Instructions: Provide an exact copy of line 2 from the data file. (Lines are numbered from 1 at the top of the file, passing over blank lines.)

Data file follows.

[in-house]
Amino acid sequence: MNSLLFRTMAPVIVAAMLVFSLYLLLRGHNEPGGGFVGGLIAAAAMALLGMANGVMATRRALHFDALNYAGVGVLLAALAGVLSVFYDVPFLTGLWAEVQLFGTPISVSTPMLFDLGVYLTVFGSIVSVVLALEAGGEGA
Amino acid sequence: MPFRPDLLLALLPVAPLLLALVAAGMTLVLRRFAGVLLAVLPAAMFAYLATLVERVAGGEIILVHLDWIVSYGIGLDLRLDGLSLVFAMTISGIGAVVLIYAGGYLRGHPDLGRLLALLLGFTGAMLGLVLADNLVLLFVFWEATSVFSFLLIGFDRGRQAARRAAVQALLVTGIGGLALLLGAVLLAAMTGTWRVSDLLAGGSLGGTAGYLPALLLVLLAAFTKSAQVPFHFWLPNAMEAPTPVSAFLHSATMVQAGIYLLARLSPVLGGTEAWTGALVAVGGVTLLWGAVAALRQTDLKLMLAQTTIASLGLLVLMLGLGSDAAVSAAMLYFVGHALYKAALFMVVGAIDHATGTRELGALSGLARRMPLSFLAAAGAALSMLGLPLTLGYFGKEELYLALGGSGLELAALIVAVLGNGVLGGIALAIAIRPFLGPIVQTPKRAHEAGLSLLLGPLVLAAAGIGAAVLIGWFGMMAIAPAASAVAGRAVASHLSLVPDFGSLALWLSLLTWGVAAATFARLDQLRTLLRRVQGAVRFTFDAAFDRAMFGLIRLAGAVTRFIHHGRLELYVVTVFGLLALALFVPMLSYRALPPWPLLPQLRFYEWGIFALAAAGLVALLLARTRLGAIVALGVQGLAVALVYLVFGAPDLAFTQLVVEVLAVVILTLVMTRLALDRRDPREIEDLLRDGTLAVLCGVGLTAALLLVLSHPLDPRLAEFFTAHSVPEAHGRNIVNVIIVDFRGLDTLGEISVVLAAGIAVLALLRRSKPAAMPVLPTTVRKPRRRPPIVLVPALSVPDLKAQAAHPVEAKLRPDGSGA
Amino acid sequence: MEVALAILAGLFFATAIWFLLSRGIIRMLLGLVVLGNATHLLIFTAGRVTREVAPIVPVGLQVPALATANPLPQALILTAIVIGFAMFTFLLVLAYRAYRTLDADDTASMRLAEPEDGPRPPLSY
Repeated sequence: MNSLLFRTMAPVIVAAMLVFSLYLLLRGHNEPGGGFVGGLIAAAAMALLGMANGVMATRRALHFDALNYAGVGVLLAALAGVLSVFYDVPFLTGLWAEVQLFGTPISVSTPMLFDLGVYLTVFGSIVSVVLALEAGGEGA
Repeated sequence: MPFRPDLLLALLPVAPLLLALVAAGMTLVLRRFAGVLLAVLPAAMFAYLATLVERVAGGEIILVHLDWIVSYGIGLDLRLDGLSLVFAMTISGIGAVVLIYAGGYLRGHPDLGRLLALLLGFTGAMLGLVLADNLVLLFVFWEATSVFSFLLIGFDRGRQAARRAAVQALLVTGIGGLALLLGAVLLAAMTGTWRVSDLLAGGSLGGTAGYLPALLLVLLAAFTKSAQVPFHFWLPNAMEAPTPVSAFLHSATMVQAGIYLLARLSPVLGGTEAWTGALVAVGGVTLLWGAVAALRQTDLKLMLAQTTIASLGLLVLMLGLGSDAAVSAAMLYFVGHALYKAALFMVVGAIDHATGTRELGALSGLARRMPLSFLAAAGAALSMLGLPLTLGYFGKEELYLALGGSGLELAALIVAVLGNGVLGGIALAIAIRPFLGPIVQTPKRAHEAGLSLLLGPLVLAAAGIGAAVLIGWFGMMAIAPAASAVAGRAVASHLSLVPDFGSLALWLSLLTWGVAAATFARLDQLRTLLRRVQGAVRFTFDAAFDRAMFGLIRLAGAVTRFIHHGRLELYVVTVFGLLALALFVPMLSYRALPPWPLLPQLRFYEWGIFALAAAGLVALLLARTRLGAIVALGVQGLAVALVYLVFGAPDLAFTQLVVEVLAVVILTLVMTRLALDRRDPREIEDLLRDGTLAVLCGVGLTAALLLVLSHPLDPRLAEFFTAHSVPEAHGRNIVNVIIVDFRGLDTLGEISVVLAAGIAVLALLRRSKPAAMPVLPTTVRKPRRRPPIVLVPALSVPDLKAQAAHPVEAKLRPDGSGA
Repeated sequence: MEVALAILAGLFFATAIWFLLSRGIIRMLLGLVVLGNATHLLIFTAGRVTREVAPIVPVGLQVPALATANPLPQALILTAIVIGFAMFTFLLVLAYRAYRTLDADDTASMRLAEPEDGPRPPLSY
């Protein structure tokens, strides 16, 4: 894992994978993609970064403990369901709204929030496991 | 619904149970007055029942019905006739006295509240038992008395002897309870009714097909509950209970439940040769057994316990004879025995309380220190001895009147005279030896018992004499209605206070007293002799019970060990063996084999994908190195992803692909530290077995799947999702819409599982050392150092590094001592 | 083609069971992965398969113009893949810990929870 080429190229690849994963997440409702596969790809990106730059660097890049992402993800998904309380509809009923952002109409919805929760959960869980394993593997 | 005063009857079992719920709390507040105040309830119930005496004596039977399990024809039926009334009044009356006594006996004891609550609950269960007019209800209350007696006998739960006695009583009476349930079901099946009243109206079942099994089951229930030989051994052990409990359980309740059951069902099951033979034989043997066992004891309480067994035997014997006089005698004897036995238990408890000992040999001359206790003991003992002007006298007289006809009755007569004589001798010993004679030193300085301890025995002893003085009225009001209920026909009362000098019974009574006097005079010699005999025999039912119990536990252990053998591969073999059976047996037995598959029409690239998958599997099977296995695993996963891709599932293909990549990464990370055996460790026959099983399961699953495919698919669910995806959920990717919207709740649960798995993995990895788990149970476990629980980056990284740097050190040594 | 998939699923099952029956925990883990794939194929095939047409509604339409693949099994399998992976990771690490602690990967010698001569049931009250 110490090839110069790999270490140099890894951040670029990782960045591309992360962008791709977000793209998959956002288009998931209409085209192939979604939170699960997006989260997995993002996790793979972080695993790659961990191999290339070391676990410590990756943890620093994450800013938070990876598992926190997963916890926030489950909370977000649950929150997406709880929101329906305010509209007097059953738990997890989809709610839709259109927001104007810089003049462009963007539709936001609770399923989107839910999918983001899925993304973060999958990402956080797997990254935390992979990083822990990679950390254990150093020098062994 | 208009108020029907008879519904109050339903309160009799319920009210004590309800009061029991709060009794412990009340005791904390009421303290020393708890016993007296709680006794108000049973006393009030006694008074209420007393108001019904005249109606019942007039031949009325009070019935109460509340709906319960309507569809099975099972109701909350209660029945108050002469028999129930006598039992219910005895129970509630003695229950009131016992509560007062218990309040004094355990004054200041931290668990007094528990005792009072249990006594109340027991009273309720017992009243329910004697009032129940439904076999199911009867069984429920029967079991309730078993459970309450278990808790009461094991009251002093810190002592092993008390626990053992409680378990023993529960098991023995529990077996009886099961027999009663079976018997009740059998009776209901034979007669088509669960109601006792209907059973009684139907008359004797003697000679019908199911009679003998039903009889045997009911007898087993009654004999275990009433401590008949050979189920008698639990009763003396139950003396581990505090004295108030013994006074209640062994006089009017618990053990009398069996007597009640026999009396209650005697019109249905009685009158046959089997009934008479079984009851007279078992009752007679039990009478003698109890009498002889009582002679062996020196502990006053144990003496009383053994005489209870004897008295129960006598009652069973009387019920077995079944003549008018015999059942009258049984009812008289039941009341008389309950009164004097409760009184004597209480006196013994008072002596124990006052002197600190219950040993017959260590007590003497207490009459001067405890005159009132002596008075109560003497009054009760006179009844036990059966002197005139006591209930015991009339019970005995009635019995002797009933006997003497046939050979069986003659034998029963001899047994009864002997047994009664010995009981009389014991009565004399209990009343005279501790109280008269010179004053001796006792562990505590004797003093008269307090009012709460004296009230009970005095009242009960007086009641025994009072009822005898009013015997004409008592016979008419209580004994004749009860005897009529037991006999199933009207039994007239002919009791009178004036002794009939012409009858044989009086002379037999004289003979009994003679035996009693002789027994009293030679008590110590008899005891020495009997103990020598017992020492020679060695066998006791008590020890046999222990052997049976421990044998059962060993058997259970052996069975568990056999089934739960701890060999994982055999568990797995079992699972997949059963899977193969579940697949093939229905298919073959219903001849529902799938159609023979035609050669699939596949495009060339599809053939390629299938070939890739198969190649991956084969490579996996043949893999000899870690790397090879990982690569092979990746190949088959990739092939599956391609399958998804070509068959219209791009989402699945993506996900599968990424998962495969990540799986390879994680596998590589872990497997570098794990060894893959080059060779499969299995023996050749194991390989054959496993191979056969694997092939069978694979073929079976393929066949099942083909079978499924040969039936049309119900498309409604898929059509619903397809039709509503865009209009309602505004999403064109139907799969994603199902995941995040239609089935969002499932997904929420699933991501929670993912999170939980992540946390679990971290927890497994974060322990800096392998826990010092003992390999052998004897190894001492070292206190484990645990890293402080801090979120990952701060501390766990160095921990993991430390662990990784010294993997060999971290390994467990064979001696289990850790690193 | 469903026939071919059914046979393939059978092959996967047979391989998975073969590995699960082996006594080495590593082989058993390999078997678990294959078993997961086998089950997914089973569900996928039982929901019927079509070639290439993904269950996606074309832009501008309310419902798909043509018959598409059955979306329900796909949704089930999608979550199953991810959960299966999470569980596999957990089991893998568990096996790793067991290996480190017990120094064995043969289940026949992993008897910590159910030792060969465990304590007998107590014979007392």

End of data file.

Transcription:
Amino acid sequence: MNSLLFRTMAPVIVAAMLVFSLYLLLRGHNEPGGGFVGGLIAAAAMALLGMANGVMATRRALHFDALNYAGVGVLLAALAGVLSVFYDVPFLTGLWAEVQLFGTPISVSTPMLFDLGVYLTVFGSIVSVVLALEAGGEGA